Team Trends

2019 Brewers 1B Preview: Zeuuus! (f. The Hulk)

Jesus Aguilar and Eric Thames have both found their place in Milwaukee after taking very different paths to the roster. While Aguilar has cemented himself in the middle of the lineup, Thames struggles to stay relevant. BREW MATHs uses Sabermetrics & high-yield graphics to break down every sinewy pound…

Weighted on base average (wOBA) is a great metric to use as a measure of a hitter’s overall performance. It attempts to assign value to all the things a hitter can do and then turns it into a recognizable number. This graph shows how Aguilar and Thames compare to the MLB Average in regards to wOBA:

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When a player is coming off the bench (as ET has), their numbers should be taken with a grain of salt. On that note, we will spend a lot more time on Aguilar since he dominates the playing time.


The 28-year-old Jesus Aguilar is from Venezuela and was signed as an amateur free agent by Cleveland in 2007. He ended up bouncing around their farm system until Milwaukee signed him away in 2017. He will be eligible for arbitration next year but in the mean time he is an excellent value at just above the league minimum. Aguilar is under team control until 2023 when he is scheduled to become a free agent.

The average MLB salary for first baseman is $4.36M. Last year Aguilar made $557,200.

If Aguilar is able to sustain his current production at the plate he will be in line for a massive raise.


(NOTE: All of the metrics that appear in our analysis are summarized in straightforward manner at the website: under ‘THE MATHs’ Menu in website header)

While this graph is somewhat busy, it is that way by design… All of the metrics here are good indicators of overall plate production. Aguilar’s stats here are as steady as they come. He is consistent and more importantly… consistently playing at a high level:

wOBA: 0.374 (17th, MLB)/ BABIP: 0.309 (Above Average) / OBP: 0.352 (45th, MLB)

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There are multiple things we can take away from this large sample size:

  • His BABIP (GOLD LINE) is relatively stable throughout his career. While it goes as high as 0.353 and as low as 0.213, it ends up balancing at a 0.315 career mark. That is above average and implies that Aguilar may be able to sustain his current pace.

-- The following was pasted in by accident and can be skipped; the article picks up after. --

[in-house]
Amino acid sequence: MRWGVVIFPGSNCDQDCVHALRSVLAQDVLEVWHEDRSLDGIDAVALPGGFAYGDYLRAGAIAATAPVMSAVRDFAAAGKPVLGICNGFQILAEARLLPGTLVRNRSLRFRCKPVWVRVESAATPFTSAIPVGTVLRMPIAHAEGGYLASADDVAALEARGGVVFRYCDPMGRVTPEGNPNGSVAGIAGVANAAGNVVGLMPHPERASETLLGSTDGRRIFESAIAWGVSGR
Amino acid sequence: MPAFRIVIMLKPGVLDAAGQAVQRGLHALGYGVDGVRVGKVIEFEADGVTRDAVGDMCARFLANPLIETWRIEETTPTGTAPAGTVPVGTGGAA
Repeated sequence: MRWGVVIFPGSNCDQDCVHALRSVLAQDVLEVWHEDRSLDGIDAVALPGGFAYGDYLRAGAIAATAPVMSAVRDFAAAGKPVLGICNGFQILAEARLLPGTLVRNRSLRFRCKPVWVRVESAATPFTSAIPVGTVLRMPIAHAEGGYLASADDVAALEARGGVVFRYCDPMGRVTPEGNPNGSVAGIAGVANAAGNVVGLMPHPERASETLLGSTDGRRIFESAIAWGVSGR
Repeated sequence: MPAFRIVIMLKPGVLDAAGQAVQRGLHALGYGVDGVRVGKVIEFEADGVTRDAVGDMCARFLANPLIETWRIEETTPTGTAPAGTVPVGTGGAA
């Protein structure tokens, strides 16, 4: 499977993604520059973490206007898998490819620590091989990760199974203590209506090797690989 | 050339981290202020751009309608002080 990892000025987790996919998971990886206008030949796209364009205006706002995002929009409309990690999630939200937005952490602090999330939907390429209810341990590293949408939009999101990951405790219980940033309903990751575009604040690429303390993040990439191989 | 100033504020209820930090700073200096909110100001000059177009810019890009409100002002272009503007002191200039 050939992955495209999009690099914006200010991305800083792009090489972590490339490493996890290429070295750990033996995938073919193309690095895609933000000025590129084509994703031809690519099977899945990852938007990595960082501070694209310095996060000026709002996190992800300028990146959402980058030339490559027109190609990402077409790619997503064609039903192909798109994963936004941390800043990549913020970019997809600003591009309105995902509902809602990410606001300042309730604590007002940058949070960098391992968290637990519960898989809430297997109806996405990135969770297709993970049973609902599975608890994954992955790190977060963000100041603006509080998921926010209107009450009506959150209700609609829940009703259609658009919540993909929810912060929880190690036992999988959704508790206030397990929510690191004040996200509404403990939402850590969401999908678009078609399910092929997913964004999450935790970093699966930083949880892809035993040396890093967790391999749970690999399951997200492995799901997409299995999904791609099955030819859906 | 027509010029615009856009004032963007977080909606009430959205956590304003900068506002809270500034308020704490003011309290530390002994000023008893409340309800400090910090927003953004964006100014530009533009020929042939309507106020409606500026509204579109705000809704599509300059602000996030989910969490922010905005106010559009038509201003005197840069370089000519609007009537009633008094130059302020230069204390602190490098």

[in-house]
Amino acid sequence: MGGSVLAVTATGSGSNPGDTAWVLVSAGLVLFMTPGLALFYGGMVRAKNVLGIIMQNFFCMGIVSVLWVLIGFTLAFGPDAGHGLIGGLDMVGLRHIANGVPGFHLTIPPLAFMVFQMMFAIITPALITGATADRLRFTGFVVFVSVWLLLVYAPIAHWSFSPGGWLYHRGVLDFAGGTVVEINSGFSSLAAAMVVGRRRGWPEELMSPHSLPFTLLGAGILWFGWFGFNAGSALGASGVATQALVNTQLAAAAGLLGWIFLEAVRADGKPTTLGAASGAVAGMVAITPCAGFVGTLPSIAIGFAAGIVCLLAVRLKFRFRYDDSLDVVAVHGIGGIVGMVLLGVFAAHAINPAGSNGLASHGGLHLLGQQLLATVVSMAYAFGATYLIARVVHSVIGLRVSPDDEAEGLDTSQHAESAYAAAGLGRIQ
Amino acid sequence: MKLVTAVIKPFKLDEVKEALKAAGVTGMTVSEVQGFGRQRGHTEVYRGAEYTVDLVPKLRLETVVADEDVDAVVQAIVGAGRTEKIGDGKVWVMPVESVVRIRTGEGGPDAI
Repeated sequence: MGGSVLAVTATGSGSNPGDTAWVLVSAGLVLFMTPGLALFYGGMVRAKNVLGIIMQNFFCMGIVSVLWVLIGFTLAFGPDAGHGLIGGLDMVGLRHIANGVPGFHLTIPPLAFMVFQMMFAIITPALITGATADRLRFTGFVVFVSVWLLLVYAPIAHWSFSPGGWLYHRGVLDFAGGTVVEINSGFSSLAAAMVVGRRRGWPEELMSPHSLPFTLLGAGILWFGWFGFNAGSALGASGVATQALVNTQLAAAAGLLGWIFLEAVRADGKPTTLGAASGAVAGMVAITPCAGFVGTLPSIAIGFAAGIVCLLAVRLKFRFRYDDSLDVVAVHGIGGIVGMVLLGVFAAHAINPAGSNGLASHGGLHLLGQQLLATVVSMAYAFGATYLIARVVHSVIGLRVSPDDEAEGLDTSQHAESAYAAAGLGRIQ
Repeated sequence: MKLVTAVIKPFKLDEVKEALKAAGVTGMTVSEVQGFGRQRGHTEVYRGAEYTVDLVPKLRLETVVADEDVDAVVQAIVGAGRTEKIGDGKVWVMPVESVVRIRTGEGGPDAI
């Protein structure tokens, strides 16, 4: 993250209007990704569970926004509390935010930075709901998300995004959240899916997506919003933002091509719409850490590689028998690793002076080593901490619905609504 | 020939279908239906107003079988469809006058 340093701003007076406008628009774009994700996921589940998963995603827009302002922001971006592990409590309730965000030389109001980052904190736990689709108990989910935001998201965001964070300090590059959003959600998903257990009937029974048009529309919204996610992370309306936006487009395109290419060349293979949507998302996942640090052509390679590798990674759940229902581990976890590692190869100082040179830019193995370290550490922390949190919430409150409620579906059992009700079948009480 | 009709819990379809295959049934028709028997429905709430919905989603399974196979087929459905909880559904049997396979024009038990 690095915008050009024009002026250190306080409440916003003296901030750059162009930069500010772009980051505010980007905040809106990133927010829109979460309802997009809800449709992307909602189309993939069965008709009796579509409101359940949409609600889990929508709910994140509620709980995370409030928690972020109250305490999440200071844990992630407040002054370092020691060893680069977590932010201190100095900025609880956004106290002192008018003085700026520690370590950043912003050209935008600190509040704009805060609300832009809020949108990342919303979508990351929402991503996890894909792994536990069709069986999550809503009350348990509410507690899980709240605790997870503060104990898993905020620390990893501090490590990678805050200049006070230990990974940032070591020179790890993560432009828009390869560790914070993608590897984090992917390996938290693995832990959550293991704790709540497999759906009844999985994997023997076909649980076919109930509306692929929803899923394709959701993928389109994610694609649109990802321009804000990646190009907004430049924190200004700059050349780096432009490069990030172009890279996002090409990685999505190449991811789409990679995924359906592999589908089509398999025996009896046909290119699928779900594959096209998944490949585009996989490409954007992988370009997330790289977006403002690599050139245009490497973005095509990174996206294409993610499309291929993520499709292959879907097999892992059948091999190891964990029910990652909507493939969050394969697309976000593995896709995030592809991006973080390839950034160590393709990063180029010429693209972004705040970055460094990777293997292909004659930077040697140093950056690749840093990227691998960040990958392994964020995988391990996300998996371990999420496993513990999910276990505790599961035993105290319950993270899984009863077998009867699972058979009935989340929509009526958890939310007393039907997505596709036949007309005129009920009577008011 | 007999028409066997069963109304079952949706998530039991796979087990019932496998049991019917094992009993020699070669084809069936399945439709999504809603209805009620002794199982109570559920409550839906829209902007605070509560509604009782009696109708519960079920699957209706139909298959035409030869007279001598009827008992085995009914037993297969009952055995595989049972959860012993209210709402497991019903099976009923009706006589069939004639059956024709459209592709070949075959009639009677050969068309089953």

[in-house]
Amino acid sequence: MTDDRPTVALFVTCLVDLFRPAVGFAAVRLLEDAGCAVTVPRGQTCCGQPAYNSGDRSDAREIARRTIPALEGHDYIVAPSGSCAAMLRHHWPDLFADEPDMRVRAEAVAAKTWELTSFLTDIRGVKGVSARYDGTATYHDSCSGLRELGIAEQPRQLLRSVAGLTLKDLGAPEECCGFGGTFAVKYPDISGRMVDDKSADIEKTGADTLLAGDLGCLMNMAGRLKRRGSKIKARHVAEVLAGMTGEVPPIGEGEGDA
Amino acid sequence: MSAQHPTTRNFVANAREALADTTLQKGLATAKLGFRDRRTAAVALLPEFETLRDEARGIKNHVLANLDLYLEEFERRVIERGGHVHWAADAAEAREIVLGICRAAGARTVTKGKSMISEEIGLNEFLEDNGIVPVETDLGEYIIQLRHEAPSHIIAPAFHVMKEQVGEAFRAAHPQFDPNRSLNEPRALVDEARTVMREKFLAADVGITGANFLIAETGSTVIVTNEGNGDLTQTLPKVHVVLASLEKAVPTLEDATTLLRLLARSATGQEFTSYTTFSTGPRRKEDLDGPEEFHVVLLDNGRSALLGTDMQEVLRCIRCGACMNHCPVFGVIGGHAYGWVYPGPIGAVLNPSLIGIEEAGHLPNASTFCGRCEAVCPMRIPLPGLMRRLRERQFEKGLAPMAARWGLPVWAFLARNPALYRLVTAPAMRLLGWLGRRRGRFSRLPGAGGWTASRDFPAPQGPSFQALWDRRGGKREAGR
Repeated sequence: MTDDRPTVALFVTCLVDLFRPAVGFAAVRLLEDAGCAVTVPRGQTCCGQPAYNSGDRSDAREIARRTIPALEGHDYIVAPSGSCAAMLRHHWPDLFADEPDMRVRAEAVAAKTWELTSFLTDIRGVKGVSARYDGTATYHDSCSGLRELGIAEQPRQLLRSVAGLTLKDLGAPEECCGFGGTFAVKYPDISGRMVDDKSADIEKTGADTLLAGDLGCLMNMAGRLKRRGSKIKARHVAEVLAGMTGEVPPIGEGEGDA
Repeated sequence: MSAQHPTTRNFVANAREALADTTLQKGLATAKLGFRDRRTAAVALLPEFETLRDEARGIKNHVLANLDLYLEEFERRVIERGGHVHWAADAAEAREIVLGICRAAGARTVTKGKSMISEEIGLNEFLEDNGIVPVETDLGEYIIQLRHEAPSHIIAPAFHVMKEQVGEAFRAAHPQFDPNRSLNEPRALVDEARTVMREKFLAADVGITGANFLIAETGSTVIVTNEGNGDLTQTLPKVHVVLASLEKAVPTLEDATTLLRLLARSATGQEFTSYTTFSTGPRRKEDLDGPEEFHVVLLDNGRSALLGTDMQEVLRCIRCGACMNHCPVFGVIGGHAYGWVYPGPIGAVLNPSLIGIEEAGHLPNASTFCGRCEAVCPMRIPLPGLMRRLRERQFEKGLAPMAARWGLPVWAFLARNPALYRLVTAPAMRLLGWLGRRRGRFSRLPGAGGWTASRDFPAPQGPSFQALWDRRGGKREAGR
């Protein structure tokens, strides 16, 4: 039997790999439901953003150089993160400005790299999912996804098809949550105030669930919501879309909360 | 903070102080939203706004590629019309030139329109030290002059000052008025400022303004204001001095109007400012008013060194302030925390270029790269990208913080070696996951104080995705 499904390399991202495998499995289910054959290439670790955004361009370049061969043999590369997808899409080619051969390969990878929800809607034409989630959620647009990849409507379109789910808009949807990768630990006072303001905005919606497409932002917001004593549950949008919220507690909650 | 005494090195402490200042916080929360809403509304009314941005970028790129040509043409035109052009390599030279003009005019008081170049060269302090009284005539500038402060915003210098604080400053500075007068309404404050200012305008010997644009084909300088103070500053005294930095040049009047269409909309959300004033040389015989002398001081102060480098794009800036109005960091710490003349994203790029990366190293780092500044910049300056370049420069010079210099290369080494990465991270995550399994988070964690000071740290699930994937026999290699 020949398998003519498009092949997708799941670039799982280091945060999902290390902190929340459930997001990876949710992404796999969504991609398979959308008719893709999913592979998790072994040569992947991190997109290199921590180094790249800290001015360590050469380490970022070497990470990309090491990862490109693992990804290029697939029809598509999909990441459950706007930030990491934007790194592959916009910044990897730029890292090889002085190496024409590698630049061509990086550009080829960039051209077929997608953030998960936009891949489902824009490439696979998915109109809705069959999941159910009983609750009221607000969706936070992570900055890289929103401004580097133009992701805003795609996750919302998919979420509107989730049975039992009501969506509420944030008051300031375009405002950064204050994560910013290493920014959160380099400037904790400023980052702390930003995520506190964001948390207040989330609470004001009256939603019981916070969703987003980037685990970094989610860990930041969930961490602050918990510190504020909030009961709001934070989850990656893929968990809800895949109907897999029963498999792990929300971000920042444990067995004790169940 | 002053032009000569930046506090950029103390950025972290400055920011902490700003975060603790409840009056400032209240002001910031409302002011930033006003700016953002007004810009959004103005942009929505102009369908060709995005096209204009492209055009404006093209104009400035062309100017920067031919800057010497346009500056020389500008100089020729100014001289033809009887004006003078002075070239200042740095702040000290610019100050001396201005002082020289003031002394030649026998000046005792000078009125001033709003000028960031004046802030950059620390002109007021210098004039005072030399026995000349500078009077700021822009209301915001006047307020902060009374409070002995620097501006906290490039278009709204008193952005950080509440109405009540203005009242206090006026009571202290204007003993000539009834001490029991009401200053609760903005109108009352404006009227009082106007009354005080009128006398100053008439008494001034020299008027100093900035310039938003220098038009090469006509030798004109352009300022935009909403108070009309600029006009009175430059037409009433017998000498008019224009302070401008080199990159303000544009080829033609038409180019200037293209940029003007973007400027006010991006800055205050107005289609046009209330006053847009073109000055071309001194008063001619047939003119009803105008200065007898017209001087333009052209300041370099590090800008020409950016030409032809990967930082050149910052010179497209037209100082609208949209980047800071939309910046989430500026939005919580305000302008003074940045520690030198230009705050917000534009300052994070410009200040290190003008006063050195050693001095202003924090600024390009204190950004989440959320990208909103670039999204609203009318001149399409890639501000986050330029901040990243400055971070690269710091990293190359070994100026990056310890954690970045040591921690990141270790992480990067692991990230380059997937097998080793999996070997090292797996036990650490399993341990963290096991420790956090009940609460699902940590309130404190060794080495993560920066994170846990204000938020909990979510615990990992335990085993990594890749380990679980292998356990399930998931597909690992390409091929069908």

• The On-base percentage is impressive considering he is a true power hitter with a high Swing% rate.
  • His wOBA is approaching elite level and that probably is the best single stat a hitter could excel in. It is currently on a slight rise as his BABIP declines. This typically means that he is on a ‘unlucky streak’ which is hard to believe. That said, Miller Park is the second friendliest hitter’s park in The MLB.
  • We may not have seen Jesus at the peak of his powers yet. The graph above suggests it is possible for Aguilar to improve upon the already impressive 0.274 / 35 / 108 of 2018 (but something comparable to that is more likely).


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  • Slugging percentage is on a steady rise since 2014 (AAA) with no slowing down in sight. It is simply (TB / AB) and tells us when he hits the ball it does damage via extra bases.
  • ISO is a measure of raw power and follows the same upward slope we see with slugging percentage. When we see them both rise we know a player’s power is improving without sacrificing his batting average.
    • AVG is included here to illustrate how it remains steady even though he is swinging harder and making better contact. Understanding what happens when he hits the ball would help us clarify this.


While home runs / fly ball (HR/FB) is traditionally thought of as a pitching metric, over a large sample size, it can help us understand changes in a hitter’s approach. The same can be said for line drives percentage represented here, too:

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This is more relevant than one might think and the following FanGraphs Chart summarizes why concisely…